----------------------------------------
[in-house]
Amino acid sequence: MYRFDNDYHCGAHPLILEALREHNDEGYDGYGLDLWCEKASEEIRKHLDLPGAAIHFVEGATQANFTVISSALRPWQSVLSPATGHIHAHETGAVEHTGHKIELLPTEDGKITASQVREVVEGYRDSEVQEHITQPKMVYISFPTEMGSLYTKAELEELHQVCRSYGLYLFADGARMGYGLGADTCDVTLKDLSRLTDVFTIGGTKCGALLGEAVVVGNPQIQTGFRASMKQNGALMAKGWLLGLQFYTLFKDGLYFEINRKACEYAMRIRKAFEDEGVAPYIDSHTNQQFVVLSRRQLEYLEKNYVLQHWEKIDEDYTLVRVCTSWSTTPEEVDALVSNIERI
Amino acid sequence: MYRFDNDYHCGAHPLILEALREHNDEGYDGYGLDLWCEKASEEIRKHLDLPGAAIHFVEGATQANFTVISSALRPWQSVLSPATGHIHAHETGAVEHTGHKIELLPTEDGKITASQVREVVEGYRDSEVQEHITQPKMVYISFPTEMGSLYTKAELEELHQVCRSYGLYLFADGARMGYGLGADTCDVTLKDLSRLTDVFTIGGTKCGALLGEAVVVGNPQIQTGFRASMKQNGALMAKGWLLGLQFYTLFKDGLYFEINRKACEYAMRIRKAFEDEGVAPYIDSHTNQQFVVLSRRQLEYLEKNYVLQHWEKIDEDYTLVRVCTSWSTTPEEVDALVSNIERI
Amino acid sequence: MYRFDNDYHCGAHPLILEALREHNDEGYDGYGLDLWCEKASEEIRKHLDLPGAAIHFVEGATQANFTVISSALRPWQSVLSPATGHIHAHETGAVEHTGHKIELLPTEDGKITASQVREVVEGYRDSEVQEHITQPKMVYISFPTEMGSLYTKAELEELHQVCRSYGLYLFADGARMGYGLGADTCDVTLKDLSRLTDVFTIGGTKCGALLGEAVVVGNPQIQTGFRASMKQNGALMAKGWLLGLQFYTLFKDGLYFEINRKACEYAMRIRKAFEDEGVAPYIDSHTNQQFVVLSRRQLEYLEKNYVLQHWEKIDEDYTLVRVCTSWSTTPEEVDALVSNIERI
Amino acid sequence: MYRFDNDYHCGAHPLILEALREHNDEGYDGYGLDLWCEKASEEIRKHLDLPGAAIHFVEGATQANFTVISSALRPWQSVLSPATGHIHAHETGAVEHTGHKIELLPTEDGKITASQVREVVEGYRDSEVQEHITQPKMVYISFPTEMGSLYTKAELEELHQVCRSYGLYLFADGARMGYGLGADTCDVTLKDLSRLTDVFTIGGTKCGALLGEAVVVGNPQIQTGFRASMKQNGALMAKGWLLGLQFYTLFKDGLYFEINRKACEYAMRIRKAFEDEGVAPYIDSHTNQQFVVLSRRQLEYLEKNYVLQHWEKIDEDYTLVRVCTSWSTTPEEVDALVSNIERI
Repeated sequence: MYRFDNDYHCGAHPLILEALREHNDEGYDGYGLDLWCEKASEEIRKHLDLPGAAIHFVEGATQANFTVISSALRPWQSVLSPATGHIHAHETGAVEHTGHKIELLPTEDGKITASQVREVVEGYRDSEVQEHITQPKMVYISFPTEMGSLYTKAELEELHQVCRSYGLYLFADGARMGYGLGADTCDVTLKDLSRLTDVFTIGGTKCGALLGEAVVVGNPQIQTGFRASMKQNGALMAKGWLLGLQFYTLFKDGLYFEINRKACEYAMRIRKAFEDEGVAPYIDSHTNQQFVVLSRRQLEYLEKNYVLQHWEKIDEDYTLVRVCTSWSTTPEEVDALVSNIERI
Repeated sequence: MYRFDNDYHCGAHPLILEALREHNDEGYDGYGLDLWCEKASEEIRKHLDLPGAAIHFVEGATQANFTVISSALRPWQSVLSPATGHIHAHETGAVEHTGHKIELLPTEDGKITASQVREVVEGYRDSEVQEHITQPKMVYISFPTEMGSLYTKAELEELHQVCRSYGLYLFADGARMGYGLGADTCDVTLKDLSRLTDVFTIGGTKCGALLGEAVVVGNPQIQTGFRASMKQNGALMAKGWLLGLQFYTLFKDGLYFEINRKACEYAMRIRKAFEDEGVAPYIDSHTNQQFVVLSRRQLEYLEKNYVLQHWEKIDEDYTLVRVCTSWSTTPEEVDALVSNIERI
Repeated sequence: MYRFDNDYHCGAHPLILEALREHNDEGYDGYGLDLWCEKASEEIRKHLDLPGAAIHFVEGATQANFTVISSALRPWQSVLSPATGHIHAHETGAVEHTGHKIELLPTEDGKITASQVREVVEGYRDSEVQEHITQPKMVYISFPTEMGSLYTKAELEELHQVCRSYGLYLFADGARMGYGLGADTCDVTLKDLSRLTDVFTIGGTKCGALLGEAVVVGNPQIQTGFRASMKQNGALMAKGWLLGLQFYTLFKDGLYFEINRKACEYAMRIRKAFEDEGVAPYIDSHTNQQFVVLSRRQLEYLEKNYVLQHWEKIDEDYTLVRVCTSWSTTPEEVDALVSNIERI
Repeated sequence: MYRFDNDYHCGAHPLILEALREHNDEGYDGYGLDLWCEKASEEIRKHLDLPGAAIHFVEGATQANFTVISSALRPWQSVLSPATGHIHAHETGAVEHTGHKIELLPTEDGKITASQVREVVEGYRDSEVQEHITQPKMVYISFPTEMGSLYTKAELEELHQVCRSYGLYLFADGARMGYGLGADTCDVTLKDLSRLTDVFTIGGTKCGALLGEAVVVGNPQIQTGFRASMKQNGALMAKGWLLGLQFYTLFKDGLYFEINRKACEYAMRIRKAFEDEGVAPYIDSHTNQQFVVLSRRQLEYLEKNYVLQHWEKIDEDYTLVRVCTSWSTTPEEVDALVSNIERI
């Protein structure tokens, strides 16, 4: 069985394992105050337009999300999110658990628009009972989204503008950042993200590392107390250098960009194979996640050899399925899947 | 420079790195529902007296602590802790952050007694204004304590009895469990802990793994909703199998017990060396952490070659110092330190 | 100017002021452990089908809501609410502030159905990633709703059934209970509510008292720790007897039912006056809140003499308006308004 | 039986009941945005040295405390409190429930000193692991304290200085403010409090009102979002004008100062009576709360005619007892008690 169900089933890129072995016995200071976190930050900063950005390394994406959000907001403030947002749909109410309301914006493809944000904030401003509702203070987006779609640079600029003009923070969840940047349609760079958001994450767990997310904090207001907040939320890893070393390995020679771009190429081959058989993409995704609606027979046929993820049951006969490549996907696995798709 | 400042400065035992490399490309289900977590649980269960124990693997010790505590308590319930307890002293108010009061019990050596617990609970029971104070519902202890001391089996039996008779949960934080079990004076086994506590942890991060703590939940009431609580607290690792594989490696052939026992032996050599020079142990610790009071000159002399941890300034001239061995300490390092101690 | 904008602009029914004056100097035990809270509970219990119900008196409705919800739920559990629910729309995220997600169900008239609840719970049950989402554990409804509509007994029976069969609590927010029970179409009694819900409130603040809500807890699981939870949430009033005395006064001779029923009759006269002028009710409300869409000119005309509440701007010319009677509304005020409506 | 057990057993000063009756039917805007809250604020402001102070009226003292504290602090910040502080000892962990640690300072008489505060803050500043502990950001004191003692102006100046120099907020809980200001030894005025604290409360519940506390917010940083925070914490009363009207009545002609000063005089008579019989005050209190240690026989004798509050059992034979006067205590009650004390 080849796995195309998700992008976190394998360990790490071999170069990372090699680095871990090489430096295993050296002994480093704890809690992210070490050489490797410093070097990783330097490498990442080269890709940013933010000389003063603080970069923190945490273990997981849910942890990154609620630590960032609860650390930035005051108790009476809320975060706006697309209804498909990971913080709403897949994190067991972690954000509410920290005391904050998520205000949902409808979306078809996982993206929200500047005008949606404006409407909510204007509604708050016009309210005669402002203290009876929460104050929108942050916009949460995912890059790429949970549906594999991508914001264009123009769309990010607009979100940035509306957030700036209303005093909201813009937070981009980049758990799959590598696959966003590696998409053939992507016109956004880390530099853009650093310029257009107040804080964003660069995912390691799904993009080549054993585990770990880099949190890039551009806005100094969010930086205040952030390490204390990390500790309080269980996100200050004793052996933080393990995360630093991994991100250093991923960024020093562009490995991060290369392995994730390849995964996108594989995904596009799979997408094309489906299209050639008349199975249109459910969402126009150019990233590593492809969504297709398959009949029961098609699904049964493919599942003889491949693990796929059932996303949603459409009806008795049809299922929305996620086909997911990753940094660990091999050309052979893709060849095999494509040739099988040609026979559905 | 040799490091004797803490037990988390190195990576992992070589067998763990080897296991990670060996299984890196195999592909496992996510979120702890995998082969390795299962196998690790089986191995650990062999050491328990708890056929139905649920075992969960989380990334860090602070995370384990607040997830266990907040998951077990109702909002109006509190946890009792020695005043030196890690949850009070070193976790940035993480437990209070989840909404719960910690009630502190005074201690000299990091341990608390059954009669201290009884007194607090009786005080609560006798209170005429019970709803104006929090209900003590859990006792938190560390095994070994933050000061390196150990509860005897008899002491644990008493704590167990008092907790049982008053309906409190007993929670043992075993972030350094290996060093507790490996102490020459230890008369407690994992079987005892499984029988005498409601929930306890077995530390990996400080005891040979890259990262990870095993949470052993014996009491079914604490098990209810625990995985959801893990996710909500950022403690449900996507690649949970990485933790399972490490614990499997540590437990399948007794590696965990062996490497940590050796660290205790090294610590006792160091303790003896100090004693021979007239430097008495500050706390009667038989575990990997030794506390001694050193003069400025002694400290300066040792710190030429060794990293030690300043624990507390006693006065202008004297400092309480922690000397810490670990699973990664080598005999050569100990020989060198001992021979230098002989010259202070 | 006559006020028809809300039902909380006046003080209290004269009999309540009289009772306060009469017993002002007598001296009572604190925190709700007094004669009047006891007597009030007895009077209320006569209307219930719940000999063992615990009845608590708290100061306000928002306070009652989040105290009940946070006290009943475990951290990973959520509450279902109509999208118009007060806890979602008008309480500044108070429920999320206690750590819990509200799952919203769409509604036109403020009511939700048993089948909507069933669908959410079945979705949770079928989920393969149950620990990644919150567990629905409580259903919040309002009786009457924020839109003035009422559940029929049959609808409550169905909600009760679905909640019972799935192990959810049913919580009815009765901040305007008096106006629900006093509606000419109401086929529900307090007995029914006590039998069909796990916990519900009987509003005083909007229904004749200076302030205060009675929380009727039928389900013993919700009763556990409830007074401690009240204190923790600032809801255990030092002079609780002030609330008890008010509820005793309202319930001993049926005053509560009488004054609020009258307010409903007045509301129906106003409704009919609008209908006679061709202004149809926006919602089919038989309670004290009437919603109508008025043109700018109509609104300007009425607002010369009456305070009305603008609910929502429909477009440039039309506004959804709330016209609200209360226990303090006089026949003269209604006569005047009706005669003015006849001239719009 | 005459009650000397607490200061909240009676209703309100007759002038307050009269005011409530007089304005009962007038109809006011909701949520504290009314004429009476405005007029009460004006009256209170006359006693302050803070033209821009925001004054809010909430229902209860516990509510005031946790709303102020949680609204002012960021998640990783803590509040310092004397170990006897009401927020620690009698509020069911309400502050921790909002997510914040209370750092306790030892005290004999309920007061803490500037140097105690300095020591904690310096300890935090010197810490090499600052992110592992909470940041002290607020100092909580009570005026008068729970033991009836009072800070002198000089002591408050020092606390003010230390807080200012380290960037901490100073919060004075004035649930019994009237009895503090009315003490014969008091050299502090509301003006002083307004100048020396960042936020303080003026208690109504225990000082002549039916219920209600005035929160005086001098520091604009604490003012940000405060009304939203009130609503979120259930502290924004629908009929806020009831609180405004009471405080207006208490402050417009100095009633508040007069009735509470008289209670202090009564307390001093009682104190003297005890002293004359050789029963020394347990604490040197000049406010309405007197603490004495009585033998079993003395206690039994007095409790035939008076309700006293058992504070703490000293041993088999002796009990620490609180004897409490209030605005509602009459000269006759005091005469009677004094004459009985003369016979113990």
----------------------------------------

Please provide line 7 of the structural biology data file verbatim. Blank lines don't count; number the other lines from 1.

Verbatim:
Repeated sequence: MYRFDNDYHCGAHPLILEALREHNDEGYDGYGLDLWCEKASEEIRKHLDLPGAAIHFVEGATQANFTVISSALRPWQSVLSPATGHIHAHETGAVEHTGHKIELLPTEDGKITASQVREVVEGYRDSEVQEHITQPKMVYISFPTEMGSLYTKAELEELHQVCRSYGLYLFADGARMGYGLGADTCDVTLKDLSRLTDVFTIGGTKCGALLGEAVVVGNPQIQTGFRASMKQNGALMAKGWLLGLQFYTLFKDGLYFEINRKACEYAMRIRKAFEDEGVAPYIDSHTNQQFVVLSRRQLEYLEKNYVLQHWEKIDEDYTLVRVCTSWSTTPEEVDALVSNIERI